November 23, 2020  
 
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Terminating Employees

 

Instant Dismissal Letter

Someday an employee is going to do something so egregious that it demands an on-the-spot termination. When that day comes, you'll be glad you took the time to prepare an instant dismissal letter in advance.

Like most employers, you try to avoid ugly employee situations whenever possible.
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But sometimes it's impossible to overlook a serious policy violation. If the infraction is serious enough, probation or disciplinary procedures won't suffice and the employee needs to be terminated immediately.

An instant dismissal letter notifies an employee that he has been terminated and that his termination is effective immediately. The letter shouldn't come as a surprise to the employee since he already knows that a workplace event has left him in a precarious employment position. So in many ways, the instant dismissal letter simply confirms that the termination has occurred and describes the termination process.

More importantly, instant dismissal letters document the legal basis for the termination, eliminating the potential for disgruntled employees to claim that the dismissal occurred for reasons other than the ones stated in the dismissal letter.

  • Summary of termination status. If you have already notified the employee that termination is imminent and are using the instant dismissal letter as a way of making termination immediate, you will need to reference prior conversations at the beginning of the instant dismissal letter to set the stage for the current action.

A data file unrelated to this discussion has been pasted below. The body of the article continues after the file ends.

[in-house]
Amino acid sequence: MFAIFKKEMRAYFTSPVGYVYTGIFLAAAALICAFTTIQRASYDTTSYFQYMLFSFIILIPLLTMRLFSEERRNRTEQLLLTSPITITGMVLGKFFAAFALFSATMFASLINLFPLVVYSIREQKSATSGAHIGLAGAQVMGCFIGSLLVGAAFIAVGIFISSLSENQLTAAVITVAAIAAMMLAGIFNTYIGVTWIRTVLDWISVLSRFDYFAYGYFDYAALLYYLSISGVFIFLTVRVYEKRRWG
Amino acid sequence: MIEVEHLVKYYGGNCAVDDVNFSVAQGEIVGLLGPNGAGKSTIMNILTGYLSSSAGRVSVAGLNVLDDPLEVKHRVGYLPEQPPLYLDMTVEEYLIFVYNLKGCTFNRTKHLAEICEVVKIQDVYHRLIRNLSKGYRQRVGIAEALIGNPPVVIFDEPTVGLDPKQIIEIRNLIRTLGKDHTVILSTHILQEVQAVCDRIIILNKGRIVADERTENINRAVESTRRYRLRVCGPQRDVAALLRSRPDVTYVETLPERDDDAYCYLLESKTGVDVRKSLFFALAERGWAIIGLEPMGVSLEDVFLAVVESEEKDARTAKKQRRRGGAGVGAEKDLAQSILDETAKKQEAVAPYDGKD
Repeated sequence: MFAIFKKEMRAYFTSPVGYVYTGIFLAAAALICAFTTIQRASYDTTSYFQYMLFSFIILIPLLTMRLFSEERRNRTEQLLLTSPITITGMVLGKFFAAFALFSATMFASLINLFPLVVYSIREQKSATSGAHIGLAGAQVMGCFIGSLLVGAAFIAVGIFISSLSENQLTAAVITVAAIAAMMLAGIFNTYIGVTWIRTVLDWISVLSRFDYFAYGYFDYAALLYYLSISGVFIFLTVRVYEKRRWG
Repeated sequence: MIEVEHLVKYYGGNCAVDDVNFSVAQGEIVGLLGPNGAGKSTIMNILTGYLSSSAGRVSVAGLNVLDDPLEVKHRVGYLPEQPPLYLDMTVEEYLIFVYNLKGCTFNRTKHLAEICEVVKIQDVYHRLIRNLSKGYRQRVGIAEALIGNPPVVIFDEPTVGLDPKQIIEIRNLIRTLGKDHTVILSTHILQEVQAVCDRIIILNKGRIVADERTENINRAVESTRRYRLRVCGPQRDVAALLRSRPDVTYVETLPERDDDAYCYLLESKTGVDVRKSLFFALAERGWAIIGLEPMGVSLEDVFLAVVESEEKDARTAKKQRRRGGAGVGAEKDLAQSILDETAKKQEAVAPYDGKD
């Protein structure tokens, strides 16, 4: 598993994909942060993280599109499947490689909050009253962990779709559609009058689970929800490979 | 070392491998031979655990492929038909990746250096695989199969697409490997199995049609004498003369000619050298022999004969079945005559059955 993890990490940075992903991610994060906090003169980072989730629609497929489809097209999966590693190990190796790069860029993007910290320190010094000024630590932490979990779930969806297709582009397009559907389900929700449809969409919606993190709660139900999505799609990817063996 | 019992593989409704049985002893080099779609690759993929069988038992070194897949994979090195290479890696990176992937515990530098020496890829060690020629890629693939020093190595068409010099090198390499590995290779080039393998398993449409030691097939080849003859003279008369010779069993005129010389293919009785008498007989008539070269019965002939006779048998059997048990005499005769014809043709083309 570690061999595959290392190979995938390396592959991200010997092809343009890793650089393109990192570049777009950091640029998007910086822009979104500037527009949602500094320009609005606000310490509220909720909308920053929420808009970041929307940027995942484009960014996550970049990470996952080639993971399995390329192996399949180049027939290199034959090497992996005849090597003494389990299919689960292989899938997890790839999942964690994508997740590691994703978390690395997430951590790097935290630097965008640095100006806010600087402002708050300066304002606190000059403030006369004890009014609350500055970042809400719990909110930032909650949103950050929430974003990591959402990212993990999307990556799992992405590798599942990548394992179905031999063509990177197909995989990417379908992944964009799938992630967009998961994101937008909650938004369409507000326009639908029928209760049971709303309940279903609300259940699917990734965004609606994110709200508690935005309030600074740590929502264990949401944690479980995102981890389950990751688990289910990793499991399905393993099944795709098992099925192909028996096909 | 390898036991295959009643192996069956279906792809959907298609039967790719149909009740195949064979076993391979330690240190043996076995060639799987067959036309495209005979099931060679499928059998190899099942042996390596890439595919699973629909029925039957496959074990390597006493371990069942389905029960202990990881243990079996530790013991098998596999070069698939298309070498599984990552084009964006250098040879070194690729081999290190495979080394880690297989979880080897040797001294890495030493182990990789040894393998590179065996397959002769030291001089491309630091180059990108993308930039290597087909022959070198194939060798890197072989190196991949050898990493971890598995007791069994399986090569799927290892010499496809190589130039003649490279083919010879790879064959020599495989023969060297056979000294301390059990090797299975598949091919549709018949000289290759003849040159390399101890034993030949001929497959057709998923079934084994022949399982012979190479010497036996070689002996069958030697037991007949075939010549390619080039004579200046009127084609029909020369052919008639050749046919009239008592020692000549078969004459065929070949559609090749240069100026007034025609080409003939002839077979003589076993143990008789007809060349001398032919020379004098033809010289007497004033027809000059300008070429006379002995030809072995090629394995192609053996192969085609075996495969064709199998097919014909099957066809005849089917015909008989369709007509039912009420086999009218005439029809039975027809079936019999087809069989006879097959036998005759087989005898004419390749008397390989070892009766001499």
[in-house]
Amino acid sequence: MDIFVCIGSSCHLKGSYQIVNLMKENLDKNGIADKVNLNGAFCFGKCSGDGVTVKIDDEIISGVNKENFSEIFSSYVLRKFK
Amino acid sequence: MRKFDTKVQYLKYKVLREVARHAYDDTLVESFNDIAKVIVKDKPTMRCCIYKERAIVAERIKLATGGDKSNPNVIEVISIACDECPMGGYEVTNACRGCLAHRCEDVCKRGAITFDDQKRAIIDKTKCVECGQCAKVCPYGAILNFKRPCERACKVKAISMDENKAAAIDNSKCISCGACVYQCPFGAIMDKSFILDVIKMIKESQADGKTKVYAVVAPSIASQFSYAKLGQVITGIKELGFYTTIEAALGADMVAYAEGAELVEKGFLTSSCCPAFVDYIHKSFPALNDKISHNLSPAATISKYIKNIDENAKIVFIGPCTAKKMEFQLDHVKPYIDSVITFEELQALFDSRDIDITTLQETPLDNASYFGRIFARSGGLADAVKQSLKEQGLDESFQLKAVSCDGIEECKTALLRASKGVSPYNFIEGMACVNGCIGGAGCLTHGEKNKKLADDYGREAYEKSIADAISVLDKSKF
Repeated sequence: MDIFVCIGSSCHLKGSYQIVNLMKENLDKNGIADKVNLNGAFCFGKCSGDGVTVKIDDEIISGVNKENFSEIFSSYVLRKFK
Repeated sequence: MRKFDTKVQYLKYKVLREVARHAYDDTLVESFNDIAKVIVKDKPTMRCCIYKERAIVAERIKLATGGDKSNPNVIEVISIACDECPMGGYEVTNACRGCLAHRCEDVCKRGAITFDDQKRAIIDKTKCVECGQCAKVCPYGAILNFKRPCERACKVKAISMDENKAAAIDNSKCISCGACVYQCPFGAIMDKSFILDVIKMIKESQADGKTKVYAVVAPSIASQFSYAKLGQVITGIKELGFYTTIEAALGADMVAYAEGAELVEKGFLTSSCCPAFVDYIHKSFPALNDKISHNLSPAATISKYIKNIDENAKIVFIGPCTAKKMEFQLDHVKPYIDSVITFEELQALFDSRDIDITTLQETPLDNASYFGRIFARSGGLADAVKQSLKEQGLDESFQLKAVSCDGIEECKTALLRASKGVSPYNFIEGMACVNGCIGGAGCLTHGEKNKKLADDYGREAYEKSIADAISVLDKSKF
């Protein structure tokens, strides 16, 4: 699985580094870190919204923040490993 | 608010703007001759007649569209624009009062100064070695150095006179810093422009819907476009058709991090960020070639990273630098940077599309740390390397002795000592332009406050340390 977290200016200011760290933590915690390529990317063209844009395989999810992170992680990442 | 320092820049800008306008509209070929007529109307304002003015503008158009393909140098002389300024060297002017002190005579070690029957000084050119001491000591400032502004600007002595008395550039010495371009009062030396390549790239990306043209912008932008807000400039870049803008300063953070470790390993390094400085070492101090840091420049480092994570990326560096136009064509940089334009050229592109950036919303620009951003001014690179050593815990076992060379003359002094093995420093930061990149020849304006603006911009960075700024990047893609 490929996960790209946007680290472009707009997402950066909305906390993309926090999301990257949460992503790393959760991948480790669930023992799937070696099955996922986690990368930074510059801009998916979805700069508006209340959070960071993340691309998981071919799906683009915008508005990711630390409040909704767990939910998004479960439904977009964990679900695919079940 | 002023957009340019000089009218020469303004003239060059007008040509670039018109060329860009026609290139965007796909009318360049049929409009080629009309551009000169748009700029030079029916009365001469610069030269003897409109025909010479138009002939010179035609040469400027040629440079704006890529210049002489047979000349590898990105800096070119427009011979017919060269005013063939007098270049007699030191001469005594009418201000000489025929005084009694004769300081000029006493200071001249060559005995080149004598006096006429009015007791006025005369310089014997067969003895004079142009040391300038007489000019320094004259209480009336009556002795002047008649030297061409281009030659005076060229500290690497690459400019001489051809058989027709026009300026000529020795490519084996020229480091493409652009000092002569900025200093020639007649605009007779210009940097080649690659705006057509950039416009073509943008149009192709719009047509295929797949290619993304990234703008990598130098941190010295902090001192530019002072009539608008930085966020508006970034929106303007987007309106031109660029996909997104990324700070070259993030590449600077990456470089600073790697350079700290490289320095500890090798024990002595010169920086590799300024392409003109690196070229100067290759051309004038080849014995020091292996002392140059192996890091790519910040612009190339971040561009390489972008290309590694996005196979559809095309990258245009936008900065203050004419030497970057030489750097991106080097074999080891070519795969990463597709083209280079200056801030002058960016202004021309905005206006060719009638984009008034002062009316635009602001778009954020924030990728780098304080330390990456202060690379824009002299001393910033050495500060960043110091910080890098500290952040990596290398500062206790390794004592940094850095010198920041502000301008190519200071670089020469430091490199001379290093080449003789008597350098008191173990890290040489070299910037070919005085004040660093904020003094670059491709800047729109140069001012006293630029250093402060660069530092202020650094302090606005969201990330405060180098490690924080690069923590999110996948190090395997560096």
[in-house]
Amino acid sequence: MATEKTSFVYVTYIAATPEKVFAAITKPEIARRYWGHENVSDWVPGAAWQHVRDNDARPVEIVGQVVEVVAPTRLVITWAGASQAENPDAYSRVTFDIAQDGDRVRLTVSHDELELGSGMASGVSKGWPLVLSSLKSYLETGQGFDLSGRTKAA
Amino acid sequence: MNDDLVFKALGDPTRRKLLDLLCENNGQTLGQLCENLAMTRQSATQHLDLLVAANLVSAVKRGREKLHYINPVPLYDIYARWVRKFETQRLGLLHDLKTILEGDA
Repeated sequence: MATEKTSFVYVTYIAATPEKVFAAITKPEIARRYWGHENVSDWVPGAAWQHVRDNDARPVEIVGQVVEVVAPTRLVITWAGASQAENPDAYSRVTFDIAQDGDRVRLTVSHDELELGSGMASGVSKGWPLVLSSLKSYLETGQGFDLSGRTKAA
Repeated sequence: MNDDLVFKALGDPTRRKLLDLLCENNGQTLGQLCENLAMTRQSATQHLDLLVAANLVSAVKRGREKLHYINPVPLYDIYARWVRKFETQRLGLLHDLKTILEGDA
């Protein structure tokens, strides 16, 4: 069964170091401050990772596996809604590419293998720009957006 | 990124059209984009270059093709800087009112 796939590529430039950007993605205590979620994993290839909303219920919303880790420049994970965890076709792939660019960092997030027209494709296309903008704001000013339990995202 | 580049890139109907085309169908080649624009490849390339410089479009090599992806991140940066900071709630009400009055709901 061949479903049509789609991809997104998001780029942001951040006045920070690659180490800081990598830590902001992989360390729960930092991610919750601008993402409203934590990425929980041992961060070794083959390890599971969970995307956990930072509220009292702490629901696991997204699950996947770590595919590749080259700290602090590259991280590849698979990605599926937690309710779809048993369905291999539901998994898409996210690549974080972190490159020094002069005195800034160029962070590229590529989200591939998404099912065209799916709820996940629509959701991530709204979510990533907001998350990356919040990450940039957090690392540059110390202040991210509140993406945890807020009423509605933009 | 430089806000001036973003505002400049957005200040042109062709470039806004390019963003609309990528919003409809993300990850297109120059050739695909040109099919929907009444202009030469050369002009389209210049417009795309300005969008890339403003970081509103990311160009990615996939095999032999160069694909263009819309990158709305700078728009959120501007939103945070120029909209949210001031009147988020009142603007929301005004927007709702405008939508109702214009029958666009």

• Description of event. Next, the instant dismissal letter provides details about the event that has necessitated immediate termination. Leave ample space to discuss specific actions, locations, dates, names and any other details that are related to the event.
  • Reference to policy violation. For legal purposes, your dismissal letters should tie the employee's behavior to a specific policy violation. Reference the exact policy that has been violated and make sure your action is in compliance with the description of the policy in the employee handbook.
  • Severance issues. You probably won't offer a severance package to an employee that has been terminated due to a gross infraction of company policy. But the employee may be entitled to back pay or other benefits that need to be addressed in the termination letter. As an added precaution, identify the address where you will send the individual's final paycheck.
  • Subsequent contact. The letter should direct the individual to channel subsequent communication through a designated staff person, usually an in-house HR rep who has a background in termination protocols.

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